Mexico Subduction Experiments (MASE and VEOX)

The data from the MASE and VEOX are open to all scientific researchers, and are available at the IRIS-DMC under the nerwork ID 'TO'. Please cite the use of the data sets as:
  • MASE (2007): Meso America Subduction Experiment. Caltech. Dataset. doi:10.7909/C3RN35SP
  • VEOX (2010): Veracruz-Oaxaca Subduction Experiment. Caltech. Dataset. doi:10.7909/C3MW2F2C

If you are looking for the Peru Data check here.

The Surveys

We conducted two seismic surveys in central and southern Mexico in order to examine the subduction of the Cocos Plate under the North American Plate. The two surveys are:
  • MASE - Meso-America Subduction Experiment. This array consisted of 100 bradband sensors deployed along a 600 km line that runs from Acapulco on the Pacific to near Tampico on the Gulf of Mexico, passing through Mexico City. The stations al had Guralp 3T broadband sensors (120 sec to 50 Hz) and were deployed from 2005/01 to 2007/06. This line samples the flat-slab portion of the subduction system. More details of the MASE survey are available here
  • VEOX - Veracruz-Oaxaca line. This array consisted of 45 sensors across the Isthmus of Techuantepec (narrowest part of Mexico). This 300 km line also had Gurlap 3T broadband sensors and was deployed from 2007/08 to 2009/03. This survey was a partnership between the TO and IG/UNAM. It samples a normal-dip portion of the subduction. More details of the VEOX survey are available here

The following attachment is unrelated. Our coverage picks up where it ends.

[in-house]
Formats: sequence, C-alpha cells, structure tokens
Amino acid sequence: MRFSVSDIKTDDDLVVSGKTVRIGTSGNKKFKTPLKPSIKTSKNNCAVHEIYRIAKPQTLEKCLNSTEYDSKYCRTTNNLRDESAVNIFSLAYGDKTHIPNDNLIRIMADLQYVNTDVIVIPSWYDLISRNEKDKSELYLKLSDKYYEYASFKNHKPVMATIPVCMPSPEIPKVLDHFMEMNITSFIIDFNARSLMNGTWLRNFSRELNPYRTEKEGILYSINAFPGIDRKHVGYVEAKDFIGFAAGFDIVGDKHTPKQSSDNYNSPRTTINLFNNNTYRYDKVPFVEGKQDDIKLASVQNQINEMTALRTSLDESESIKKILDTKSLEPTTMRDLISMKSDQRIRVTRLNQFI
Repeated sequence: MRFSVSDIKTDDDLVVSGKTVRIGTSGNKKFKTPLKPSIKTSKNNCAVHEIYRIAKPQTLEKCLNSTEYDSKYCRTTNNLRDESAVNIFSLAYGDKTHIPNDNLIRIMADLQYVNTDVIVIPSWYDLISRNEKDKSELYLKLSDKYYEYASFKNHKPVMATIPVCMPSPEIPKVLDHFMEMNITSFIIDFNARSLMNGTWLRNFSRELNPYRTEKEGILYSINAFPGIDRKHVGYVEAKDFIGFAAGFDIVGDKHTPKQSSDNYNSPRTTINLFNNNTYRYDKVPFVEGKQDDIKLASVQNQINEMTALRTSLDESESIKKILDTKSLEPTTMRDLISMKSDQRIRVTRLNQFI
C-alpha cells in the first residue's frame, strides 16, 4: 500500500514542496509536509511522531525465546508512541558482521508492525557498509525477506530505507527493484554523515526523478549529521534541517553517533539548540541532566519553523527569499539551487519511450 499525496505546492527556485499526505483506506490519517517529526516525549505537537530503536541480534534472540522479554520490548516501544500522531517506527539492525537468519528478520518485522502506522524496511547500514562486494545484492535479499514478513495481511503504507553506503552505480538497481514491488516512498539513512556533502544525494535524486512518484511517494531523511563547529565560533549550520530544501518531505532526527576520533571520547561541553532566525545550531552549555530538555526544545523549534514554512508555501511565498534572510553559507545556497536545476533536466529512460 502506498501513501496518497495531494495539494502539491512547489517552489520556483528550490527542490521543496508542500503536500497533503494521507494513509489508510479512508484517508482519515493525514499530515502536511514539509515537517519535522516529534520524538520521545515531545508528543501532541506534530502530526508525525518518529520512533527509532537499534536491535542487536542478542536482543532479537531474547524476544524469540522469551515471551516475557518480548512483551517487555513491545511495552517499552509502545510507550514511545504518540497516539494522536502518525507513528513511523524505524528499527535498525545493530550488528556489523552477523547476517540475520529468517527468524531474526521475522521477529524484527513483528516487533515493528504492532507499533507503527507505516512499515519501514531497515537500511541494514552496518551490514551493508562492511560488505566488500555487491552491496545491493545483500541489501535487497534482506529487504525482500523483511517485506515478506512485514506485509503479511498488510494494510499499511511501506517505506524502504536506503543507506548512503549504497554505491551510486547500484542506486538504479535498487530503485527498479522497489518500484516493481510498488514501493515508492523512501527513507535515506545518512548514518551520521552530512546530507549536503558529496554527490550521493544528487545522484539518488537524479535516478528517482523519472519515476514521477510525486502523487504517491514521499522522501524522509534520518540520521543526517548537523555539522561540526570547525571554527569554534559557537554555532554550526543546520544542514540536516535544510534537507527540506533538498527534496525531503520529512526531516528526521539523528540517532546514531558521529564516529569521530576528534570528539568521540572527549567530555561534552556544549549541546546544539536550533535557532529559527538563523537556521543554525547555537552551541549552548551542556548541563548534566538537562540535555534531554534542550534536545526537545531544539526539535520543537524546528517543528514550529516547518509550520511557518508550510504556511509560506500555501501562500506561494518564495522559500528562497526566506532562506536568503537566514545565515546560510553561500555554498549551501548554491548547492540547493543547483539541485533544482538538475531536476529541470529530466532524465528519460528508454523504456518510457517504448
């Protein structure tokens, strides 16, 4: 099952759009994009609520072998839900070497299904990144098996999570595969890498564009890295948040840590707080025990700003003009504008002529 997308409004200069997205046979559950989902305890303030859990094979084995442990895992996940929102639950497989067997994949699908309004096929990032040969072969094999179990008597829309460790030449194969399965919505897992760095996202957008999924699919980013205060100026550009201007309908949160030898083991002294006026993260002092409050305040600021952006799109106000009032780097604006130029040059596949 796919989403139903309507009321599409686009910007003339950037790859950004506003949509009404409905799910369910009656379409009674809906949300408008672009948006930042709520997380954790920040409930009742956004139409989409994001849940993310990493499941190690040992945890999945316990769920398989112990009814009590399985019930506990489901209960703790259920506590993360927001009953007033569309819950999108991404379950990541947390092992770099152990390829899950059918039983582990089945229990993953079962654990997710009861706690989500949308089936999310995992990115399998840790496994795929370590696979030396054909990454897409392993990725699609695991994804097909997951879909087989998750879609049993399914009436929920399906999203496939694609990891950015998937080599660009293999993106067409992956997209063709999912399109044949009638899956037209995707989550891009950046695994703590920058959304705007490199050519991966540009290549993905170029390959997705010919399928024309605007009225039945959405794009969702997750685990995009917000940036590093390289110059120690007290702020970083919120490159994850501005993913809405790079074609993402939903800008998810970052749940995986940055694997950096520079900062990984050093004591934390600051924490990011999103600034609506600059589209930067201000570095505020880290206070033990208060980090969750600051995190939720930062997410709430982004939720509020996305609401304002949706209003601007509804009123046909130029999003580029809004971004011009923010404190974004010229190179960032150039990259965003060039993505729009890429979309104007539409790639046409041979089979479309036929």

This survey was a colaboration among:
  • the Tectonics Observatory (TO) at Caltech,
  • the Center for Embedded Network Sensors (CENS) at UCLA,
  • the Instiute of Geophsics at University National Autonomous of Mexico (IG/UNAM), and
  • the Geoscience Center at UNAM
  • Robert Clayton
  • YoungHee Kim
  • Ting Chen
  • Steve Skinner
  • Sara Doughtery
  • Paul Davis
  • Richard Guy
  • Alan Husker
  • Igor Stubailo
  • Antonio Domingez
  • Xyoli Perez-Campos
  • Arturo Iglesais
  • Krishna Singh
  • Valadimir Kostoglodov
  • Diego Melgar
  • Luca Ferrari
  • Vlad Manea
  • Maria Manea
Funding for these projects came from the Betty and Gordan Moore Foundation, the NSF-CENS/UCLA project, NSF award EAR-0609707, and CONACYT award J51565-F (Mexico).


A list of publications (not necessarily complete) using data from these experiments is available here. Please send additions or corrections to

Some Results